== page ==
Tonight's Sky

Tonight's Sky — Change location



Tonight's Sky — Select location

Tonight's Sky — Enter coordinates

° '
° '

One orbit around the Sun

Explore the behind-the-scenes secrets of a planetarium show's creation.
April 2, 2008
Bob Bonadurer looks the part. The Milwaukee Public Museum's Daniel M. Soref Planetarium Director has a graying beard, Galileo-style, and one of those deep, resonating voices that sounds as if it belongs to a book-on-tape narrator. He's tall and scholarly and, if it weren't for the jeans and the laugh, you'd think he takes himself very seriously. Then he starts in on stage parents.
Bob Bonadurer
Bob Bonadurer is Director of the Milwaukee Public Museum's Daniel M. Soref Planetarium and IMAX Theater.
Bob Bonadurer
"The first time it happened to me it was quite a shock," he says of his inaugural dust-up with pushy parents. "When we do a show that's more for children or for the groups, then we have to hire child narrators for the voices. It's always been so much fun. We always look for the kids who aren't too polished." he explains. Bonadurer is talking about casting voices for planetarium shows, those graphics-laden glimpses into the beyond created by guys like Bonadurer. He always enjoyed casting kids as narrators, except when the moms and dads want to come after him for cutting their little news anchors in the making.

"It's kind of funny that they don't understand we're looking for a natural kid," Bonadurer, says with a laugh.

Long before he hires the narrators, screens the soundtrack, or animates a single asteroid, Bob's star shows, as he calls them, must be hatched.

"I like to come up with an idea for a show and let it germinate for about 3 to 4 months — you want to let it percolate a little bit," explains Bonadurer. You also want to get it approved and funded.

It's not as easy as it sounds. The shows that win approval are the ones that appeal to the masses. Although Bonadurer is a genuine space explorer, the folks who see his shows are not.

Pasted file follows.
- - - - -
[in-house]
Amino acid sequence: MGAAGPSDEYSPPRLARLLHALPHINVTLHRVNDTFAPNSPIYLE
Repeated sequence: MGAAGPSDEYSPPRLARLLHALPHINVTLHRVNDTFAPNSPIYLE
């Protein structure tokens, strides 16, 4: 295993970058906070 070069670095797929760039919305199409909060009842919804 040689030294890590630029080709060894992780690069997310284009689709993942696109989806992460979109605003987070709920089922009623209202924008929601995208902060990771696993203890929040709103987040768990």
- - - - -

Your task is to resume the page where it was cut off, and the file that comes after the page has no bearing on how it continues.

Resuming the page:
Early Earth Bombardment
This image that simulates early Earth bombardment appears in CSI: Cosmic, The Search for Life in the Universe.
Milwaukee Public Museum
"We're playing to general audience, mostly," Bonadurer says. "People who have an interest in it, but no formal study. We want to understand our audience."

That's why Bob actually interviews them for ideas. It's part of his percolation process.

"You ask people, 'What do you think about life out there in the universe?'"

Bob says he wants the thoughts of "someone who has no training in it" in order to make the sky shows understandable and exciting for the average guy. "You try to get their perspective," he says. For Bob's latest show, CSI: Cosmic, The Search for Life in the Universe, the man-on-the-street perspective makes the show's theme more relatable.

"Some people think science is something different or hard. What we try to do is relate that science is like everyday life. The latest idea with the CSI: Cosmic is that, well, that's nothing more than investigating, detecting, and that's what scientists do. They investigate. They detect. They look for things. They look for answers. We do it all through our days. We don't even realize it sometimes."

Bob, on the other hand, is aware of what he's looking for: a gripping half-hour that will leave his audience wanting more. That's why he spends so much time developing his ideas, reading four or five books per topic, sometimes calling authors for one-on-one tutorials.

"The first three months is collecting ideas, letting them come to you," Bonadurer says. "And the next three months, you're doing more research, and you're writing the script, and getting it all out on pieces of paper."